Larry Page, Eric Schmidt and Sergey Brin could be facing an expensive Hollywood problem.
According to the New York Post's Page Six, lawyers for numerous female celebrities whose private and nude photos were hacked have said they will sue Google for over $100 million for its alleged failure to take down the images.
The lawyer, Marty Singer, said these actions means Google is "making millions from the victimisation of women".
Over the past few weeks, images of dozens of female celebrities such as Kate Upton, Jennifer Lawrence, Selena Gomez and more have been distributed online in the biggest celebrity hacking scandal ever.
Singer said his company, Lavely & Singer, sent a notice four weeks ago to remove the images - as well as other notices following that - but many images are still available on Google sites such as YouTube and BlogSpot. He did not state which celebrities he is representing.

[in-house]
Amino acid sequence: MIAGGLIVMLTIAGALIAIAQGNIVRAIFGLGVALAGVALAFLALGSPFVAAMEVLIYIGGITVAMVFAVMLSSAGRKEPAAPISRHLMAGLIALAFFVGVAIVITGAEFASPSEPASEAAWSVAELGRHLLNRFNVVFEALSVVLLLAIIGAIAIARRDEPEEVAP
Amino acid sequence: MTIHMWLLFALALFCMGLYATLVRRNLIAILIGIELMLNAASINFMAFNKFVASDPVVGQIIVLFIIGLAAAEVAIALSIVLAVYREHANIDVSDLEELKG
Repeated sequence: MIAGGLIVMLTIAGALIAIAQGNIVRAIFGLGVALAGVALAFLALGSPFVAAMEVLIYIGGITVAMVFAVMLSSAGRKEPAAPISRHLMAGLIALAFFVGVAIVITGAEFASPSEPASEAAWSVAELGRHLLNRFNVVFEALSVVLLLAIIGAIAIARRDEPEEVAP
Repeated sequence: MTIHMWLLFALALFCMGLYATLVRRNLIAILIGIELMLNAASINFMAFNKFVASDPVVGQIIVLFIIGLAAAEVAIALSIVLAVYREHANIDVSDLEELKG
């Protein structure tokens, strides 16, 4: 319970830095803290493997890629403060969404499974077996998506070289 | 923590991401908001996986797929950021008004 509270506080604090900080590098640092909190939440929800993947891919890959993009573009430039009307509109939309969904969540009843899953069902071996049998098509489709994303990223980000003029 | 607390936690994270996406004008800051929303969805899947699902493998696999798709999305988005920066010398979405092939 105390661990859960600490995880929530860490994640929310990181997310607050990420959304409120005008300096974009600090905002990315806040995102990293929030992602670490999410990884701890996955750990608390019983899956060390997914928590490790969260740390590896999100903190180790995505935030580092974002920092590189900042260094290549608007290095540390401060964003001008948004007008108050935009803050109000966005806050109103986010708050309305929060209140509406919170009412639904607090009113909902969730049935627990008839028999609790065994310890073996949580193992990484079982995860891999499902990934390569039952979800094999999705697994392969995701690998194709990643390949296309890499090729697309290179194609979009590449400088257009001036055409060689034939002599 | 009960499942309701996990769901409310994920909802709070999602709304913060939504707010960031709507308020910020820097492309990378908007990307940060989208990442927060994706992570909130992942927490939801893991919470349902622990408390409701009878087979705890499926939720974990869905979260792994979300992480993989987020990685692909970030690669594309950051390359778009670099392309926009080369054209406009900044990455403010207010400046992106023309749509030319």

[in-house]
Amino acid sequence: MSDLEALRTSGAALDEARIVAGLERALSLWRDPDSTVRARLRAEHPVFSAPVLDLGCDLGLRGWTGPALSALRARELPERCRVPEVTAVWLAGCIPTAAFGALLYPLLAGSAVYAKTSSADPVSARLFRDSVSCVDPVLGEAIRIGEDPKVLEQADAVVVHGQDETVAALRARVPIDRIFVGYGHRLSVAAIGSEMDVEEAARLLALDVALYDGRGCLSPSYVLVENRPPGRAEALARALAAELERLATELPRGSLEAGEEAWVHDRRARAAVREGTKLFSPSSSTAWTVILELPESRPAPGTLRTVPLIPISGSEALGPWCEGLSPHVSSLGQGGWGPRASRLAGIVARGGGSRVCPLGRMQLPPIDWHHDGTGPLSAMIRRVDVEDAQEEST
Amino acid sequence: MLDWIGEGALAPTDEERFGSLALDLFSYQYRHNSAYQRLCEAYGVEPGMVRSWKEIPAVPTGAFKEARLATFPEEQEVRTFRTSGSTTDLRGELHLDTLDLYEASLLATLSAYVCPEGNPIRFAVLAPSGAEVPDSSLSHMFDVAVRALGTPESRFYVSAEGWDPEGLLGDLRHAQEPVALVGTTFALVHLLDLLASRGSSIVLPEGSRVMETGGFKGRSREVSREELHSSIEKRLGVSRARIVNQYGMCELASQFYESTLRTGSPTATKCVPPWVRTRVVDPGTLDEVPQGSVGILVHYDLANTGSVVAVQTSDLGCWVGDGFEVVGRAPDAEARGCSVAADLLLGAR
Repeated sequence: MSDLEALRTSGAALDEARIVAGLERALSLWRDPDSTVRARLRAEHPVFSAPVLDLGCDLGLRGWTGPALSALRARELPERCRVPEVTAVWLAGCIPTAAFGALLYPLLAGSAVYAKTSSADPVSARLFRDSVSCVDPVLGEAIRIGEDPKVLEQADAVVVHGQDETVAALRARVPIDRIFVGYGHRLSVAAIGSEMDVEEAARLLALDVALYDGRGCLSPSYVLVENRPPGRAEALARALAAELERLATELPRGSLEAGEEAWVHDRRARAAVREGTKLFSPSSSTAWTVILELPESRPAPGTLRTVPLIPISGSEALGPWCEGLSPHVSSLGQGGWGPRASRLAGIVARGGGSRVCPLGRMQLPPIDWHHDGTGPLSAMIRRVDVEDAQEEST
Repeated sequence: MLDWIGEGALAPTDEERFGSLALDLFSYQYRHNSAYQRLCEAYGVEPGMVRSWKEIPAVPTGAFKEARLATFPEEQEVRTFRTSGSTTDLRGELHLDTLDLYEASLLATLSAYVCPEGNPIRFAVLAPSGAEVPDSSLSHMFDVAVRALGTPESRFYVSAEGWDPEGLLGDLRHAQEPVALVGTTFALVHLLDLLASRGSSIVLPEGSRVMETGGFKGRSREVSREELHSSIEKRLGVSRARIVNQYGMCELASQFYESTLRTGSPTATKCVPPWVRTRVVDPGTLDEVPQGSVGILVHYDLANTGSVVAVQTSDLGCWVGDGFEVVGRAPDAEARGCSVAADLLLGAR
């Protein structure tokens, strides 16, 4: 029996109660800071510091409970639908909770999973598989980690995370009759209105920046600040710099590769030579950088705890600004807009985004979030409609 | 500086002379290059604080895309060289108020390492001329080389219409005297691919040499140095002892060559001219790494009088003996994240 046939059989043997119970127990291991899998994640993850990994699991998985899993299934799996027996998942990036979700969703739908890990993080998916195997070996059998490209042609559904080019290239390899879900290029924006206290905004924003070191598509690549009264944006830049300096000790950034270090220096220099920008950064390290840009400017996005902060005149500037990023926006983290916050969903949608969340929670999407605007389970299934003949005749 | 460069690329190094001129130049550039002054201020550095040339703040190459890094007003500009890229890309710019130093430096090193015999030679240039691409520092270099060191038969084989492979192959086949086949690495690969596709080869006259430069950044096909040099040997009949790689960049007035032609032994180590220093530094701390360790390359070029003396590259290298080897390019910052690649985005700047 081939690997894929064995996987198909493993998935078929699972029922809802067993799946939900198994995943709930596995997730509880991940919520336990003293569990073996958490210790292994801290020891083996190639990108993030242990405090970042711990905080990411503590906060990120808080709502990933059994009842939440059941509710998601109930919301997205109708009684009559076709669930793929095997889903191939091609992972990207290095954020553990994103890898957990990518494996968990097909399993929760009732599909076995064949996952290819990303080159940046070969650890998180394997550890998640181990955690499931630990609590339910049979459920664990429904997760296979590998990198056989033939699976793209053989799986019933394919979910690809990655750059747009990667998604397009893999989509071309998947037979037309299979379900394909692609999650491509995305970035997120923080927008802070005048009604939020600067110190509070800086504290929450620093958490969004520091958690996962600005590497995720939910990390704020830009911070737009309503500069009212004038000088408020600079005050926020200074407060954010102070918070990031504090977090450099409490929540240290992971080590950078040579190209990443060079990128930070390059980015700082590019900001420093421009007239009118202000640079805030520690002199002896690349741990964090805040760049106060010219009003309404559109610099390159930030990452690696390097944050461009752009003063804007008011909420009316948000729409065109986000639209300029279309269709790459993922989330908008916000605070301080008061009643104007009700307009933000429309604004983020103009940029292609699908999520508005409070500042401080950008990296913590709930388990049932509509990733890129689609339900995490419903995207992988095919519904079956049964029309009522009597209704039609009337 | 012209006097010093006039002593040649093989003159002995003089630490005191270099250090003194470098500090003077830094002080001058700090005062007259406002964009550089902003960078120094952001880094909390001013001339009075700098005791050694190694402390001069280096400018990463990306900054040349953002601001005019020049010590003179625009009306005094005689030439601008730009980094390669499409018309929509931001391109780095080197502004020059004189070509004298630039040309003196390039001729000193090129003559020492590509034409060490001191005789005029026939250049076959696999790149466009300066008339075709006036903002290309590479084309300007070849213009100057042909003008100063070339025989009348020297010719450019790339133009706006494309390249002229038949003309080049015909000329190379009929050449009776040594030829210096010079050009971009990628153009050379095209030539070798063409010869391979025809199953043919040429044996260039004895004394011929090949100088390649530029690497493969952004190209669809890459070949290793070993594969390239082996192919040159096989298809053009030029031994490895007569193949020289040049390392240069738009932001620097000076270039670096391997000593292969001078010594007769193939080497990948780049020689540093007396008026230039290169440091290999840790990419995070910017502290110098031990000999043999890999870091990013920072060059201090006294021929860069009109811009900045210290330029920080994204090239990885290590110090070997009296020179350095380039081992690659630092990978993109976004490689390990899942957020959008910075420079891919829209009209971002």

The letter from Singer was directed at Google founders Larry Page and Sergey Brin, as well as chairman Eric Schmidt, saying they failed to "act expeditiously, and responsibly to remove the images".
Google responded to the lawsuit threat yesterday.
"We've removed tens of thousands of pictures - within hours of the requests being made - and we have closed hundreds of accounts," Google said in a statement, Reuters reported.
“The Internet is used for many good things. Stealing people’s private photos is not one of them,” a Google spokesperson also told Deadline.
See the full letter from Lavely & Singer to Google here.